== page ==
by Bob Longworth MSc DPodM

It’s not every day that a patient says: “I’m off to walk across the Antarctic and I need insoles to stop my feet from blistering”. She then threw in “I’m off in 2 weeks and won’t be able to try them out until I’m there”

Steph is part of ‘Inspire22’ – a multi-disciplinary team expedition to cross the Antarctic by foot. 50 days of pulling everything behind you on a sleigh for 10-15 miles a day with guides to keep you on the right path (as there are no real landmarks to speak of) and stop you falling down hidden crevasses. No baths, maybe one change of clothes, not leaving anything behind (poo bags at the ready) and the same boots all day every day.

She brought in the boots she would be wearing, which were unlike anything I’d seen before and talked me through the gait technique she would be adopting on the ice, which again was new to me.

The problem she usually has with her feet when doing ultramarathons (she’s quite a lass!) is blistering where she overloads her forefoot, a consequence of a high arched profile to her feet. I knew I could sort her out in regular footwear with regular gait but this…..this was very different.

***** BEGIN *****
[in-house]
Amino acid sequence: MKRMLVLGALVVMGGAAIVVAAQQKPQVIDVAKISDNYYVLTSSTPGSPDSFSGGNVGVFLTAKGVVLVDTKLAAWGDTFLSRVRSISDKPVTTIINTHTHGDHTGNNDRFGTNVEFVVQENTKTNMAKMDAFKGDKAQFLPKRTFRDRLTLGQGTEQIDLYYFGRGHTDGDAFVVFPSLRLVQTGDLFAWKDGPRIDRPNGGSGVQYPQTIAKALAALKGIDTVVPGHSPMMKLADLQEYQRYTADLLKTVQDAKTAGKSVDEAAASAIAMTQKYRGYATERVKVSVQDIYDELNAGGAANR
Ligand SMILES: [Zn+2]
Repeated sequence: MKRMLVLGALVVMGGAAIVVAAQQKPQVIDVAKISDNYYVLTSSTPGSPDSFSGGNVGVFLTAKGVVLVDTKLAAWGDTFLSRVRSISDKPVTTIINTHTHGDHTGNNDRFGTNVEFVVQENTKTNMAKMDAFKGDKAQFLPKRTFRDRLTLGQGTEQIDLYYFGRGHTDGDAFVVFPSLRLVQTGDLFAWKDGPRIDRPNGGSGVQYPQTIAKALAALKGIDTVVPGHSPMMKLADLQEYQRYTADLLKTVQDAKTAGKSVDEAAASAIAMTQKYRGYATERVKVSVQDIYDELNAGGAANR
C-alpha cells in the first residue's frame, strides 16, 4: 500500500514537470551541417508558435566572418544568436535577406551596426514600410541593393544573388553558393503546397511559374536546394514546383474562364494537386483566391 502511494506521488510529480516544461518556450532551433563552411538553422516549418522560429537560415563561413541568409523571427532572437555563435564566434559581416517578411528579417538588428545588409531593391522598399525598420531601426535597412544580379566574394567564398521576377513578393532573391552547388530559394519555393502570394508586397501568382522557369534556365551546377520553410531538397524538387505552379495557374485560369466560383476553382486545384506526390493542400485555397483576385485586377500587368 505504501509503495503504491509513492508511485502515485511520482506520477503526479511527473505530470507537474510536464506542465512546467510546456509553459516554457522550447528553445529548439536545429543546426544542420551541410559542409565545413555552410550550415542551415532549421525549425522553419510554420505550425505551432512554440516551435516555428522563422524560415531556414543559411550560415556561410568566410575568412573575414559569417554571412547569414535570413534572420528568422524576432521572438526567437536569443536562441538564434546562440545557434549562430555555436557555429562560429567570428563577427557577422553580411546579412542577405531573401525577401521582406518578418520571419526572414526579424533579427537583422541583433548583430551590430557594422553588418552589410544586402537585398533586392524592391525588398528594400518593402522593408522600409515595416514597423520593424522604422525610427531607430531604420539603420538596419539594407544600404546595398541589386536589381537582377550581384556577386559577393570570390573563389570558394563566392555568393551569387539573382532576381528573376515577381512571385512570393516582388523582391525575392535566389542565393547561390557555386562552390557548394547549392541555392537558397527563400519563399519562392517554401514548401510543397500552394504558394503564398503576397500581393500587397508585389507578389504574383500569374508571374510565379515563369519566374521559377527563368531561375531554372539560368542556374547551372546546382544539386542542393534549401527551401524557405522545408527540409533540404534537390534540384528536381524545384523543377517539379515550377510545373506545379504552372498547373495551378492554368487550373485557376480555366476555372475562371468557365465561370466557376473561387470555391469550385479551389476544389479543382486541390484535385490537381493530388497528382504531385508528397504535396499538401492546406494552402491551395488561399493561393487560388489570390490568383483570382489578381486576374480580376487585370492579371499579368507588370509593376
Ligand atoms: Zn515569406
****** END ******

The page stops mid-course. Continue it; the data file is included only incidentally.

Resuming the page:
What to do?

Well, thankfully the treatment protocols we adopt at ‘Podiatry Clinics Yorkshire Ltd’ means that you don’t need to have seen a certain set of criteria before, in order to successfully treat. If you allow your patient to tell their side of the story (a good history), can identify the injured tissue (a diagnosis) and work out what’s happening to cause that particular tissue to be stressed too much (a mechanism of injury), then assuming the problem is mechanical and not a systemic issue, we should be able to help

I used these principles with Steph and produced some insoles designed to off load where she gets blisters and even out the pressures under her foot. I did wonder if there was enough room in the boots for them so my parting advice was “Comfort is king – if they don’t feel right, don’t wear them!”

I have been following the expedition blogs on Instagram and Facebook with bated breath, wondering how she is getting on.

Today she posted:

What a relief!

The only literature I’ve been able to find about foot orthoses and skiing has been limited to Alpine and Downhill skiers. Perhaps the next Antarctic trip could take along a Podiatrist to research what’s really going on in those boots. As he loves snowboarding, can I nominate Lee….?